• Teamwork. Advocacy campaigns are a group effort, which means you’ll need to know how to effectively work together with many different people. Classes on teamwork can teach key skills for how to work with others, such as conflict resolution, priority management, and how to brainstorm with a group. 
  • Leadership. If you’re going to be managing or guiding other members of your advocacy campaign, ensure you have at least a basic understanding of core leadership skills. Leadership courses will vary based on their approach to the subject, but most will provide valuable insights into how to inspire and manage others, while maintaining a positive relationship. 

Regpack’s guide to online registration software discusses the many learning opportunities available to those interested in finding them, such as formal classes and courses, online workshops, conferences, virtual events, and webinars, to name a few. With this variety, do your research and choose an option that fits your specific schedule and interests.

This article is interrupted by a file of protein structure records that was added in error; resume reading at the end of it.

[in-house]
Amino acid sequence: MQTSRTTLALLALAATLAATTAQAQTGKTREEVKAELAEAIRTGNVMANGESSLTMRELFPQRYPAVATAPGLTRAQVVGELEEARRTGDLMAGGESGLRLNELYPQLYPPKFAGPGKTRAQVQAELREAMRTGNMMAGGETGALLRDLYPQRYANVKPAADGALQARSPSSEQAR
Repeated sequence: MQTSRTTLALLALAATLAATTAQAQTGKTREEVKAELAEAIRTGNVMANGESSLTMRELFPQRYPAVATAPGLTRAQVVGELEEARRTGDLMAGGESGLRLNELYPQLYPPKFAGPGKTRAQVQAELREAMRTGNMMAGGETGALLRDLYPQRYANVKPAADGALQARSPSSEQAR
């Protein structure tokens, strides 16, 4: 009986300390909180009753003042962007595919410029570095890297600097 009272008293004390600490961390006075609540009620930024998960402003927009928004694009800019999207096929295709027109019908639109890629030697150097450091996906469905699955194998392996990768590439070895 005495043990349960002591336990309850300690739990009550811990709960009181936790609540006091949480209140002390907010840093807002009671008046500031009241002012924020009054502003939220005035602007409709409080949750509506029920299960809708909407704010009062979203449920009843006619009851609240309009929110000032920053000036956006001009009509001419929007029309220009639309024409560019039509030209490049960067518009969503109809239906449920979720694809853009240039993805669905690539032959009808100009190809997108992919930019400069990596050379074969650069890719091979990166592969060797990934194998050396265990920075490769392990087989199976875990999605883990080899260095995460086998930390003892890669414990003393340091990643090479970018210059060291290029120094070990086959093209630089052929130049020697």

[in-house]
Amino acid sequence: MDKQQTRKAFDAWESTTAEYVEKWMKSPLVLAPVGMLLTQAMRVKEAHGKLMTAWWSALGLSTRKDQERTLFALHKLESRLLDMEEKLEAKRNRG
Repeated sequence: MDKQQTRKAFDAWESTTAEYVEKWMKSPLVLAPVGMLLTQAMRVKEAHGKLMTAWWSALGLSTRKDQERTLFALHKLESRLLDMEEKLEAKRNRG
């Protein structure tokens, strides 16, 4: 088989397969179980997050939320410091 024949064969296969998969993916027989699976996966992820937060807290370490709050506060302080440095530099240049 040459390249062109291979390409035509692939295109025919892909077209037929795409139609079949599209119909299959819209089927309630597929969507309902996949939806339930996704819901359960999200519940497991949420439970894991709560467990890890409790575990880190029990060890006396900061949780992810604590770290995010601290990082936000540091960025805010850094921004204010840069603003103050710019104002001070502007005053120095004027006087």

2. Stay up to date with advocacy trends. 

Part of being a strong advocate is knowing what is going on in the greater advocacy landscape. Effective strategies and trends can change quickly, and staying up to date will allow you to learn from others’ successes and avoid their mistakes in your own campaign.

While you can’t know everything that’s going on in the advocacy world, there are several ways you can keep yourself informed about the most relevant information to your campaign: 

  • Check out advocacy blogs. Reputable advocacy blogs can provide a variety of advice for those in the advocacy space, from technology to invest in to instructional courses to register for. Select a few blogs that update regularly and check them like you would your morning paper to keep yourself refreshed on current trends. 
  • Use bill-tracking software. There are many advocacy software solutions to invest in, and those interested in monitoring the progress of specific legislation can use bill-tracking software to stay on top of any updates. 
  • Follow ongoing campaigns. Chances are that there are at least a few other campaigns similar to yours happening at the same time. These can be campaigns in your local area or ones that champion similar causes. Take note of their progress and the challenges and opportunities they are currently facing.